Scammers may use their details to send the fake message to all their contacts too.
7 Log out after you shop online on shared computers
For safe shopping online, avoid making card payments on laptops, desktops or tablets that you share with other people.
Especially on public computers where your details might be stored, discovered and used by others.
And remember to always log out of websites when you’re finished shopping so that your details are not left for others to find and use.
8 Be WiFi wary
Don’t make card payments on free WiFi available in public places as you cannot be absolutely certain who is providing or monitoring the WiFi network.
‘It’s okay to browse,’ says Helen, ‘but if you want to log on to a shopping site or make an online payment, wait until you’re connected to a secure WiFi network, or use a 3G or 4G connection.’
9 Stop using ‘123456’ or ‘password’ as your password
For years, two of the most popular passwords have been ‘123456’ and ‘password’.
If you are using these passwords or ones like them, you’re making it simpler for hackers to guess your password and get into your account.
And, because people often use the same password across multiple online accounts, hackers might be able to get into ALL your accounts if they guess right once.
So change your passwords.
Make them longer – use a sentence or string three or four random words together.
Don’t use something people know or can guess about you, like your birthday or your pet’s name.
10 Don’t give out your personal details over the phone
During the sales, you might get an unexpected phone call from someone claiming to be from your bank or credit card company.
They may claim that they’ve noticed some odd transactions on your account.
This is part of the scam.
Next, the fraudster on the phone tells you they can stop the transactions.
But first you have to give them your bank account or card details so they can check that you really are the account holder.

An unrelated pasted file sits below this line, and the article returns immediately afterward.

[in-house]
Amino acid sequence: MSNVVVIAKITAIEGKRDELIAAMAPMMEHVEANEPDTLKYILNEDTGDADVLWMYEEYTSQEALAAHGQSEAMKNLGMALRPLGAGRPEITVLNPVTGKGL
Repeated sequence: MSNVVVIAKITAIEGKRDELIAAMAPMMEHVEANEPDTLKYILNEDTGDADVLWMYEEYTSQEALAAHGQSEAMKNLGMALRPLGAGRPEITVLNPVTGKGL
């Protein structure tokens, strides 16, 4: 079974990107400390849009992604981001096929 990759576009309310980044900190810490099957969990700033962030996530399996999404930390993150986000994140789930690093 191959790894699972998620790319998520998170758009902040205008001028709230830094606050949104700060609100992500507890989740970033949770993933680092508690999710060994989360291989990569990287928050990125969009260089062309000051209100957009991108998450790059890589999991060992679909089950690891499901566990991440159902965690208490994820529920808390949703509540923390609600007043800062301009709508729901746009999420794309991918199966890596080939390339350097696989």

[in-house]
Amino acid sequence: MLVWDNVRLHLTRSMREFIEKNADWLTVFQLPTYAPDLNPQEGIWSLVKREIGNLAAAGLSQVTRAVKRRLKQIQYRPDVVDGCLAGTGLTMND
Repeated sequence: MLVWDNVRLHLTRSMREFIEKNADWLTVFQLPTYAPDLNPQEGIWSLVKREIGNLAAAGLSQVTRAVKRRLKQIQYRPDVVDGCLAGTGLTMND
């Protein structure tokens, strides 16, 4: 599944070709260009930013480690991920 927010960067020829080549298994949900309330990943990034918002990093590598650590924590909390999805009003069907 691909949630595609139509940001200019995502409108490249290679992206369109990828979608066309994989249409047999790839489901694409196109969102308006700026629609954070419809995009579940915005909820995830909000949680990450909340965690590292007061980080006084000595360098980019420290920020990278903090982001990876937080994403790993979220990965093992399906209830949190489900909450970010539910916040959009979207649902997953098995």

Don’t give them your details.
11 Keep up to date with your software updates
Keep installing the software updates for the operating system on your phone, computer and tablet.
Updates are provided for a reason.
Yes, it may take a couple of minutes to download the latest update but it’s worth it to be protected against the latest security threats when you shop online.
12 Use the latest version of anti-virus software
Clicking on it may allow malware to download and infect your device.
Protect against viruses by making sure you always have the latest version of anti-virus software installed.
I think I’ve been scammed – what should I do?
Bank of Ireland customers should contact us, right away, using the details below.
Republic of Ireland
Freephone: 1800 946 764 (personal and business)
Great Britain & Northern Ireland
Freephone: 0800 121 7790 (for 365 credit card customers)
Everywhere outside Republic of Ireland, Great Britain & Northern Ireland
Not Freephone + 353567757007
An Garda Síochána* have a web page explaining what to do if you think you’ve been a victim of cybercrime and want to report it.
The European Consumer Centre Ireland has a web page describing a range of Coronavirus scams*.
Find out more
For a comprehensive guide to the latest tactics used by fraudsters and how you can stay safe when shopping online, please visit Security Zone on the Bank of Ireland website.
*Clicking on this link will bring you to a third party website. Bank of Ireland is not responsible for the content of third party websites.
All efforts were made to ensure that the information in this article was accurate at the time of original publication. The content of this article do not constitute financial advice.
Bank of Ireland is regulated by the Central Bank of Ireland.